Over the years, immigrants flowing into Maine have brought with them food customs from across the globe. From Chinese spring rolls and dumplings to Argentinian empanadas, these foreign delicacies have greatly enhanced Maine’s traditional New England fare. At the festival’s Foodways Stage on Saturday and Sunday, visitors can watch Hungarian goulash, curried goat and other savory dishes being prepared, pick up recipes, sample the food, and chat with the men and women who make it.
Mohammed S. Dar
Stillwater Convenience, Bangor
Mohammed S. Dar, a native Pakistani, came to the United States in 1983. He first lived in Houston, then Yonkers, N.Y., before settling in Maine in 1997. Dar owns Stillwater Convenience in Bangor, where he and his wife provide an extensive menu of Pakistani meals resembling those his mother used to make: potatoes and peas with curry and rice; cauliflower with ground beef; lentils; and handmade fresh bread. What makes Pakistani food different from American fare? Dar says it’s all in the spices: “It’s cumins and curry powders and biryani powders – all kinds of spices.”
Delia Michaud, Maria Rave
European Farmers Market, Bangor
Delia Michaud grew up in San Juan, Argentina, and came to Maine after meeting her Franco-American husband while working in Houston. Maria Rave, who now lives in Ellsworth with her husband and son, was born in Brazil. The two friends, who may be found serving up Brazilian and Argentinean cuisine every Saturday at the Bangor Farmers Market on Buck Street, say they enjoy sharing their native cuisines with Maine people. They look forward to tempting the palates of an even wider audience at the American Folk Festival. Visitors won’t want to miss sampling traditional South American fare as Michaud and Rave explain the historical significance of foods once eaten by Argentinean cowboys, or gauchos, and Brazilian road builders, or carreteros.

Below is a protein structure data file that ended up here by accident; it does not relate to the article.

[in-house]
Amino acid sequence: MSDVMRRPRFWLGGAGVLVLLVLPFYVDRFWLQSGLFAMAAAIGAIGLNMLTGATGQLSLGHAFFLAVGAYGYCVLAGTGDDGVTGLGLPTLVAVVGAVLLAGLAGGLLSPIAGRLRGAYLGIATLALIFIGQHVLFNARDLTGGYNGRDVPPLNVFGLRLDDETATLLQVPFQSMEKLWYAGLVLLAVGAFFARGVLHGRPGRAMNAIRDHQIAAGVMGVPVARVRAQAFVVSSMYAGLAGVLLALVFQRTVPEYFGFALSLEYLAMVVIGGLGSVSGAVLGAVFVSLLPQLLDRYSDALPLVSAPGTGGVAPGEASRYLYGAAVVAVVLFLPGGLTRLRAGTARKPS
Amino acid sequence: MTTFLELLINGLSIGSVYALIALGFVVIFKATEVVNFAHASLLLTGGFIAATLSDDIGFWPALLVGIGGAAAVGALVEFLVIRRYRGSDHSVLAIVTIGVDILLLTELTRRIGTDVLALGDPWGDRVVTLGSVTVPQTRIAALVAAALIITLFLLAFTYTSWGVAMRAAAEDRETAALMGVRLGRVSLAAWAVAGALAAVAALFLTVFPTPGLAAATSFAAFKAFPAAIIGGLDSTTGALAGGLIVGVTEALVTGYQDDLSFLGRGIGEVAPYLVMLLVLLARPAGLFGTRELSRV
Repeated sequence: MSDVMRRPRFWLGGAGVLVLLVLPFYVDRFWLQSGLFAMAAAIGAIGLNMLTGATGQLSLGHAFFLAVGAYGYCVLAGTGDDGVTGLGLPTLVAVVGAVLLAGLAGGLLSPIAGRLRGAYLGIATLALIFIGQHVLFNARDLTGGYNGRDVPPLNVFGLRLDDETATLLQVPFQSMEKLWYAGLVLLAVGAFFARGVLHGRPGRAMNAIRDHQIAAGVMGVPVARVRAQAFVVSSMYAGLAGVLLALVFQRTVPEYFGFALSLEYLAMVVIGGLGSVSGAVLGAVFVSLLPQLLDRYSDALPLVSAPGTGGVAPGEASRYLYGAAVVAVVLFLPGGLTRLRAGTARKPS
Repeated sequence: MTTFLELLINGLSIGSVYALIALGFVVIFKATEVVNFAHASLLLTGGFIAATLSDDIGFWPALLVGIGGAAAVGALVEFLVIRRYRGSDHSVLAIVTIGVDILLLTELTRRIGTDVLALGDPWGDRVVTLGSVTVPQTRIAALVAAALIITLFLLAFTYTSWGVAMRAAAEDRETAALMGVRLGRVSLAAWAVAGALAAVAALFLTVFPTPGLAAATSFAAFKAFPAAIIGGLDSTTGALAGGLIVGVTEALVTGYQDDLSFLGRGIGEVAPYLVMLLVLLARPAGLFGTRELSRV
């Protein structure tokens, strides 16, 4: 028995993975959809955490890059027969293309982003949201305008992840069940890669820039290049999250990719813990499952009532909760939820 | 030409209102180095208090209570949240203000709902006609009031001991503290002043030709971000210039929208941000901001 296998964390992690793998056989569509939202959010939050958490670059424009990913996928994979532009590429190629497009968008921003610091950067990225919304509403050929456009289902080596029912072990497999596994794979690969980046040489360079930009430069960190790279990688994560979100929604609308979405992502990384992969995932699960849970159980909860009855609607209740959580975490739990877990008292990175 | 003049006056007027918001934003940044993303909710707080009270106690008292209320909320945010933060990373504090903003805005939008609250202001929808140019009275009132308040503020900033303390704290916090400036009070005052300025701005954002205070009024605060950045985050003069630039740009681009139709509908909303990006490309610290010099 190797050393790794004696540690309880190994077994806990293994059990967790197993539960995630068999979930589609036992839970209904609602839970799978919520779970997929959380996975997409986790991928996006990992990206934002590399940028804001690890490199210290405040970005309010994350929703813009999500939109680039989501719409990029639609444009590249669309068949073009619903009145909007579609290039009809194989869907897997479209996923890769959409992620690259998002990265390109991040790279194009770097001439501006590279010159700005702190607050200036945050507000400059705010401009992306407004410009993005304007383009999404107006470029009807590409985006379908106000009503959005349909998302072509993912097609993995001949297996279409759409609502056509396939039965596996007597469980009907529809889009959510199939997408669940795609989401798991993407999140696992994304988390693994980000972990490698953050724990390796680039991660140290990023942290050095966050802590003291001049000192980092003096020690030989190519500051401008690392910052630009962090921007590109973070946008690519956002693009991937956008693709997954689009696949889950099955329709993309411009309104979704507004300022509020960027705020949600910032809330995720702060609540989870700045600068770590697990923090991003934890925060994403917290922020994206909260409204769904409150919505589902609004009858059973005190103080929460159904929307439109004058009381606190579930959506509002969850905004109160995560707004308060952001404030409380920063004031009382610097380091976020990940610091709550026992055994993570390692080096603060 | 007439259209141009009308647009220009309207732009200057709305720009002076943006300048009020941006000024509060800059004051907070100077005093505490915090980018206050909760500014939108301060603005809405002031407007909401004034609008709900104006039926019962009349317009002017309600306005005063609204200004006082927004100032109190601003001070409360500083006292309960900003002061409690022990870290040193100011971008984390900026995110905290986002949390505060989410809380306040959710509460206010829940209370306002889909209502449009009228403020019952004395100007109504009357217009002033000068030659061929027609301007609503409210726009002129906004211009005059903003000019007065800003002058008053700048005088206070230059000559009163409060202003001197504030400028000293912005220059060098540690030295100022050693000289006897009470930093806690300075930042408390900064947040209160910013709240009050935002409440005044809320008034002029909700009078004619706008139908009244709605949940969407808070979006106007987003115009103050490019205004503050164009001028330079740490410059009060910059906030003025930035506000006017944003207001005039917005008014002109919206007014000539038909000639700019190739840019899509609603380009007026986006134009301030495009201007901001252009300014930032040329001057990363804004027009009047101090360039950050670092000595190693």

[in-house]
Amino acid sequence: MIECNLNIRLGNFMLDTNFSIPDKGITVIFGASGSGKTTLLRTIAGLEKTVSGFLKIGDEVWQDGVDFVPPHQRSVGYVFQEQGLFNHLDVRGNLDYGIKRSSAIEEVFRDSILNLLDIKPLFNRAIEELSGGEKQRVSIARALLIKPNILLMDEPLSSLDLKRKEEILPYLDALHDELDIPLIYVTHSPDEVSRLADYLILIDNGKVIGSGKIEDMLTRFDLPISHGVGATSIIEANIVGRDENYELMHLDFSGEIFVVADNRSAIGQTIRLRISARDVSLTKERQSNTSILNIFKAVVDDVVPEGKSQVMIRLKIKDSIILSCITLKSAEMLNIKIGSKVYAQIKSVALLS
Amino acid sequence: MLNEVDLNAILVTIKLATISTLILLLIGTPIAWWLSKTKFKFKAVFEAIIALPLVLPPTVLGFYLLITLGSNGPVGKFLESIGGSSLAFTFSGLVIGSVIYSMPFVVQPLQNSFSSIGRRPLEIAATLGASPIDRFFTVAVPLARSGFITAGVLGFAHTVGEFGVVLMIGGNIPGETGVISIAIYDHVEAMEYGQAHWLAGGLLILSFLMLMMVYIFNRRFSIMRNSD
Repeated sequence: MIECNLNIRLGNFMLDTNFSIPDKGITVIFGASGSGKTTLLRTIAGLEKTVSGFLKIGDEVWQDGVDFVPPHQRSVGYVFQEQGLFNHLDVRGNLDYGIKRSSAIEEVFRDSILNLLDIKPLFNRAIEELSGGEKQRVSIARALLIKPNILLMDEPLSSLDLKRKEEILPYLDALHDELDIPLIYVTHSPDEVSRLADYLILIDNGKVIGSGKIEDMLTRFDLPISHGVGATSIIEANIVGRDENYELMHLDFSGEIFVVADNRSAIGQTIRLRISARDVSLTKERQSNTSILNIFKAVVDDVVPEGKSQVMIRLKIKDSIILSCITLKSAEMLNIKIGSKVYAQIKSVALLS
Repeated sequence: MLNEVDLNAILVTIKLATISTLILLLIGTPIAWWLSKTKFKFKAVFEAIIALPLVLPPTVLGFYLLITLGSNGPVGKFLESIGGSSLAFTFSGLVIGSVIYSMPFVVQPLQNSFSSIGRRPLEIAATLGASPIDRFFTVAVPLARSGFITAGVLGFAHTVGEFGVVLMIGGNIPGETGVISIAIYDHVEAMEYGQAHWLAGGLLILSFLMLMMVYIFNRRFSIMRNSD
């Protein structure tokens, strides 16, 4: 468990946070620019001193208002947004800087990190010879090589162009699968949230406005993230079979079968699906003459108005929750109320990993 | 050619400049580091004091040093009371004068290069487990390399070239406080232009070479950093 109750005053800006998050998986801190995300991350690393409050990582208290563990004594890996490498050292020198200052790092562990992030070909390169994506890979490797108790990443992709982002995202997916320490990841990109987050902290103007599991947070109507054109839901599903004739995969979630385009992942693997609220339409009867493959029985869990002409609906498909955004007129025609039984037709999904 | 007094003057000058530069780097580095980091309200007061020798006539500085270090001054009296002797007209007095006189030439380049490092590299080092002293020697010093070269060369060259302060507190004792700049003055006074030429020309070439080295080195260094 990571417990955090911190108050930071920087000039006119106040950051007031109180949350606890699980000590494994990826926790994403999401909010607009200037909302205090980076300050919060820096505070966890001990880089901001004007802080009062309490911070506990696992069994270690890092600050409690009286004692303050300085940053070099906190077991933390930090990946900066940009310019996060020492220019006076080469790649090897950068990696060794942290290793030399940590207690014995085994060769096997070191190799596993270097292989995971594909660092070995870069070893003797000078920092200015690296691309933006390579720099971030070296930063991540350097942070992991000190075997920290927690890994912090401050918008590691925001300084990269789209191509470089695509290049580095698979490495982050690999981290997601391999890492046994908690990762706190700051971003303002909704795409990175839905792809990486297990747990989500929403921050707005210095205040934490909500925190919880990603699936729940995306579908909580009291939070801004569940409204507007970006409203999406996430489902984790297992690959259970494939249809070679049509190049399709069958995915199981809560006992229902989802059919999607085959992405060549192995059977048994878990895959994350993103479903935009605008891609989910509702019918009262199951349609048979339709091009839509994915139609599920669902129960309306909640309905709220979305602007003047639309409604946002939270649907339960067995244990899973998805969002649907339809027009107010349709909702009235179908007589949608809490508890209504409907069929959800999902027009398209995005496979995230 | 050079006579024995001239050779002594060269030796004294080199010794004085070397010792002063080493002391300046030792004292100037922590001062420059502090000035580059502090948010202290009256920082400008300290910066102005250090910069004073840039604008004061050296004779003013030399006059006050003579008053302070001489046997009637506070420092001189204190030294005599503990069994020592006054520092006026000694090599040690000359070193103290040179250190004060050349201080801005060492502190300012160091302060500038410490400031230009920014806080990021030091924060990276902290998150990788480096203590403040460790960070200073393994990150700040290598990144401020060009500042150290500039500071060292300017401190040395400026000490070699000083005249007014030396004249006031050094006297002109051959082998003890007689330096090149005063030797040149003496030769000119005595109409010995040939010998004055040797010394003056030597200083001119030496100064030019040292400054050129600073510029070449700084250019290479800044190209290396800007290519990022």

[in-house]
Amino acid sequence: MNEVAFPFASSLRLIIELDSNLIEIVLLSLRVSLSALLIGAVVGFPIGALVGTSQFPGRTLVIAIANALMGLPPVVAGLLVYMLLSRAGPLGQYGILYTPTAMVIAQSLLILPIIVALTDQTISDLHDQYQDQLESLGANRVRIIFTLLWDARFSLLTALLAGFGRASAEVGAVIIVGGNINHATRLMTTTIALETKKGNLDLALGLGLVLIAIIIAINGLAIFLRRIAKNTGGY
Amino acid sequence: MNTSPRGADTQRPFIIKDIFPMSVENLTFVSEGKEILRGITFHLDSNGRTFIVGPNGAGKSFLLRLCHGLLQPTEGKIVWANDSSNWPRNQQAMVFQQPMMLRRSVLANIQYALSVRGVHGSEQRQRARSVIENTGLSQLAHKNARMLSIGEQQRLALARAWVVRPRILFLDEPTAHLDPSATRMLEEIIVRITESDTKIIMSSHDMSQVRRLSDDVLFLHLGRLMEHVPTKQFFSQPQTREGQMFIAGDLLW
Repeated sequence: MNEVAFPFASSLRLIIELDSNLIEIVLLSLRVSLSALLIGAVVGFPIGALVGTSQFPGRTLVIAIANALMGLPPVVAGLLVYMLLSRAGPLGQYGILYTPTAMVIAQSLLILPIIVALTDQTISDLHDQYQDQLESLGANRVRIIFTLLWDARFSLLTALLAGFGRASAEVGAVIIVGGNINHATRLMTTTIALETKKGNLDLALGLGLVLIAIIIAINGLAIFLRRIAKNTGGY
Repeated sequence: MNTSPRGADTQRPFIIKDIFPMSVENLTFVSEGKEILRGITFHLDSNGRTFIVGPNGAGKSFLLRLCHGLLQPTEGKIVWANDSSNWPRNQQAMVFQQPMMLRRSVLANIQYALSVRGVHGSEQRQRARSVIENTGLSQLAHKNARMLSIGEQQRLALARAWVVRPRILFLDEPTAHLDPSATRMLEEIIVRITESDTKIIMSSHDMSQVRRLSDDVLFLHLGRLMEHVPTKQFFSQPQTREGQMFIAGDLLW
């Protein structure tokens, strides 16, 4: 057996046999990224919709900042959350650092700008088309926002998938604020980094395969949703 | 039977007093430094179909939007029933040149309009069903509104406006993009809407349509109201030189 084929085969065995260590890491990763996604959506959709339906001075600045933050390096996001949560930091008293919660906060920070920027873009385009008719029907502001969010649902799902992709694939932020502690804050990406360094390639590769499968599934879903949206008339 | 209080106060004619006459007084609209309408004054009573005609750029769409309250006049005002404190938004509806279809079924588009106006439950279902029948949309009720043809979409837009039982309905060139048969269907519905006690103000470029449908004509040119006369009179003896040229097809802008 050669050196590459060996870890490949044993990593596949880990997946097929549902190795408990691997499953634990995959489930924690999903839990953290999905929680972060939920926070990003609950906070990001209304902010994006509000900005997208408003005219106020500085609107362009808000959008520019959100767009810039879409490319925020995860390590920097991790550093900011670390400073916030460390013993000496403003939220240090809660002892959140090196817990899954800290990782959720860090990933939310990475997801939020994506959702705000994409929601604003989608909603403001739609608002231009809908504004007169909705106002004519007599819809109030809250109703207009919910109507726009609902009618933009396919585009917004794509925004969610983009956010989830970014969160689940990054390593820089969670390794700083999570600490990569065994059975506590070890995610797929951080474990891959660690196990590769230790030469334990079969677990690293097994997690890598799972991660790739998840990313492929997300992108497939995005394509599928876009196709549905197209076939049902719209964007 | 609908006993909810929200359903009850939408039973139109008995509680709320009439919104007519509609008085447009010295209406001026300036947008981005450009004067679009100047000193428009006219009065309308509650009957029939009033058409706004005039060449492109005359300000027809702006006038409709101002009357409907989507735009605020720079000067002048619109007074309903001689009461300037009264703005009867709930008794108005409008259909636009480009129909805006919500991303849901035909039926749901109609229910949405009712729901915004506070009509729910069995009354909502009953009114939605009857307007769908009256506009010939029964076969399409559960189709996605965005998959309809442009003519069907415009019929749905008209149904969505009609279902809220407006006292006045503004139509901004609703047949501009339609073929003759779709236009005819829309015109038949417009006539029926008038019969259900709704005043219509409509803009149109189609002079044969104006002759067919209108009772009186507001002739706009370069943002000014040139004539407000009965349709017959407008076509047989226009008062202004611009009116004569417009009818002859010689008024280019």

Oriental Jade, Bangor
Lilian Lo and her husband came from Hong Kong to the United States in the late 1970s. For 25 years, they have owned and operated the popular restaurant Oriental Jade in Bangor. On Asian cooking at the Jade, Lo says, “I try to mix my culture with American style.” At the Folk Festival, she and several restaurant assistants will prepare traditional Chinese dishes and describe what makes these foods distinctive from “American Chinese food.” For instance, they will show how a spring roll differs from an egg roll. Lo also will take part in a group discussion about clothing and textiles from around the world on the Folk Traditions Narrative Stage on Saturday, where she will describe traditional Chinese dress.
Aniko Fulep, who lives with her husband and sons in Hampden, grew up in Budapest, Hungary. She enjoys cooking Hungarian meals for her family and friends, and has offered to demonstrate how to prepare several traditional dishes. Many of us are familiar with Hungarian goulash, but according to Fulep, “People in America have very different ideas about what this is.” In Hungary, where it is spelled gulyas, this popular dish consists of a thick soup similar to beef stew, with sliced carrots, parsnips, cubed potatoes and an onion base, and is often served with pasta or pancakes.